Not like you worry about stabbing yourself in the face when eating with a fork, but you had to learn how to do that at one point too. Or a little better analogy, you aren't driving to work thinking.. 'kay, I'm going 17 miles an hour time to shift in the next gear, put foot on clutch, shift gears, let go of clutch, concentrate on steering...

    I have an issue with the believe that art has to be either overthought or can't be broken down into it's components. However in the end those are things that we learn and then move on and just make a joyous noise...hopefully.
     
  10. Gene

    Gene Member

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    There is a great book by Dr. Diana Deutsch that talks exactly about this. The book is called Psychology of Music. Ability and Achievement is the premise.

    Musical talent is definitely innate. Whether the person then goes on to become a musician or even a good one because of this innate ability is unknown.

    In my experience, people have different degrees of ability. If I give it a scale to make it easier to grasp, let's say musician A was born with 5 for ability and musician B was born with 20 for ability.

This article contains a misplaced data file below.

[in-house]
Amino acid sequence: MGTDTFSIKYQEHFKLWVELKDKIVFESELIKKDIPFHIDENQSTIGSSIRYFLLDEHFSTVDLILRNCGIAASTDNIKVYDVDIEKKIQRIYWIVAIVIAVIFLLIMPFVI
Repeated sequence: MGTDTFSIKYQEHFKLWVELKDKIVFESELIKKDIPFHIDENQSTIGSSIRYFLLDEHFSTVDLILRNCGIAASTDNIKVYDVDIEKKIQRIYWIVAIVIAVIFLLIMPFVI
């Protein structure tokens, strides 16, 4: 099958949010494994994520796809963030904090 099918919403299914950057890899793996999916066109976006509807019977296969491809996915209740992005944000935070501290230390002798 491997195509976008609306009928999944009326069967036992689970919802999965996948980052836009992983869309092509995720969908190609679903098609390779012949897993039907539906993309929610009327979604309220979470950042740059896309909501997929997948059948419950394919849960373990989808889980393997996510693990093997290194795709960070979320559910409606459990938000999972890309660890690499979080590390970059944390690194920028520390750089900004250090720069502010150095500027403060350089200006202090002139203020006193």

With incredible discipline and work, I think the musician A can achieve maybe a 10 or 15. On the other hand, if the musician B with 20 doesn't do anything at all with his talent, he can probably fall to about a 10 or so.

    I know this is non-exact but I don't think you can be in this case. Really, it doesn't matter in the end. You can't change your innate ability. If you love music, then do it. And spread some joy and beauty to yourself and others.
     
  11. 84leek

    84leek Member

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    here are 3 good books that i have read recently. These help me get outside myself to understand music and the brain more. the books. " This is your brain on music' by daniel j. levitin.... "musicophilia" by oliver sacks ..... "the singing neanderthal" by steven mithen.... i like the idea that steven pinker thinks that music is auditory cheesecake.[ i dont] Could it be that the purpose of and development of music have to do with 'picking up chicks". Read deeper into that. This is complex stuff as there are trillions of connections in the development of the brain . And there are very few scientists researching the brain and music. one of those books says there are about 250 scientists doing research on this. fascinating stuff
     
  12. Clifford-D

    Clifford-D Member

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    This is right on.